Contingency

If life works more by tracking environment than by climbing up a ladder of progress, then contingency should reign. [Wonderful Life 300.]

This remark by paleontologist Stephen Jay Gould refers to evolution, not daily life, though it is not immediately obvious why it should not apply to both. Just as some people are conceited enough to imagine our species to be the culmination of evolution, some have the same attitude toward democracy. Gould argued that contingency rather than fitness in some absolute sense is closer to the real explanation for why humans even came into existence. Might democracy also just happen at the moment to fit some arbitrary and temporary contingency, some quirk in the socio-political environment? Gould asked what evidence exists suggesting that the species that survived the Cambrian were “qualified” to do so by superior fitness and answered, “None.” What evidence is there that democracy is more fit to survive than other forms of government? A French line of thinking argues that Europe is returning to feudalism. Emergent, self-organizing Muslim rebels show many signs of learning faster than Western armies or Western democracies. Is human governance climbing a ladder of progress or just tracking the environment? To the degree that the latter is true, democracy may go the way of Hallucigenia.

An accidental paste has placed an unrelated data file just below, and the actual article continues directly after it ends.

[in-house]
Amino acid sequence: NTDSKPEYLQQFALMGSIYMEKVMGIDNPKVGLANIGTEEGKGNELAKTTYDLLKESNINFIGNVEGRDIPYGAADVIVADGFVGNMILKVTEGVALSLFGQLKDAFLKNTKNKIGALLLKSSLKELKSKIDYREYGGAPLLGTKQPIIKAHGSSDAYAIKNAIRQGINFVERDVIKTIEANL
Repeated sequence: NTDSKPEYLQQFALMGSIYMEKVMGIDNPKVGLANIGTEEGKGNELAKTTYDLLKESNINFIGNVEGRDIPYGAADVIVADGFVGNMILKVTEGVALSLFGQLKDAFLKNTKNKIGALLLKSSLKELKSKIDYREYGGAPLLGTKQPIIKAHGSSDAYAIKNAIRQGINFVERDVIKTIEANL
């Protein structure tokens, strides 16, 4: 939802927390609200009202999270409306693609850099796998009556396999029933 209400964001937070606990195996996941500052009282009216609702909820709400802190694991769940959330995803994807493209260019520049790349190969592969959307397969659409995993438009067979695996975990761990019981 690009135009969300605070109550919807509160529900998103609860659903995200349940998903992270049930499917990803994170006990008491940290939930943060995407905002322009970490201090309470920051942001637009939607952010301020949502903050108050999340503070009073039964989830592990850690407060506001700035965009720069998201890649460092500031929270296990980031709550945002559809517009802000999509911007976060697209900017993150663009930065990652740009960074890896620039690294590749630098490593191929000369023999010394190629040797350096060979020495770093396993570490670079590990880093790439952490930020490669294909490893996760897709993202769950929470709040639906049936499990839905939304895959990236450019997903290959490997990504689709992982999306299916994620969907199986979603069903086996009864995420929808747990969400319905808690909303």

But the analogy with evolution breaks down with the recognition that we are watching and tinkering with the evolution of governance. Perhaps the key question is whether we are doing so primarily to ensure that democracy becomes the fittest method of governing by maximizing its ability to learn and adapt in order to balance faith to its principles and survivability or, on the other hand, whether we are watching and tinkering for, e.g., private gain. The possibility of, say, elite warping of democracy for self-enrichment is an extreme case. The evolution of democracy could also be influenced by perfectly sincere efforts to perfect democracy that end up making it more fit but only for the current environment…at the fatal expense of long-term fitness. Leaving aside the obvious evolutionary example of Tyrannosaurus Rex, a social example is the trap so well explained by Mark Elvin that Chinese farmers had gotten themselves into by the 19th century: they had maximized the benefits of traditional manpower-intensive agriculture in response to an exploding population that China could, just barely, feed itself as long as everyone focused on traditional agriculture. The system worked but left no excess resources for shifting to machine-based agriculture; China was trapped in the old-fashioned system and thus suffered greatly when times changed. One could be excused for wondering if Western democracies today are becoming trapped in an addiction to parliamentary procedure and petty argumentativeness at the expense of actually dealing with real social problems.

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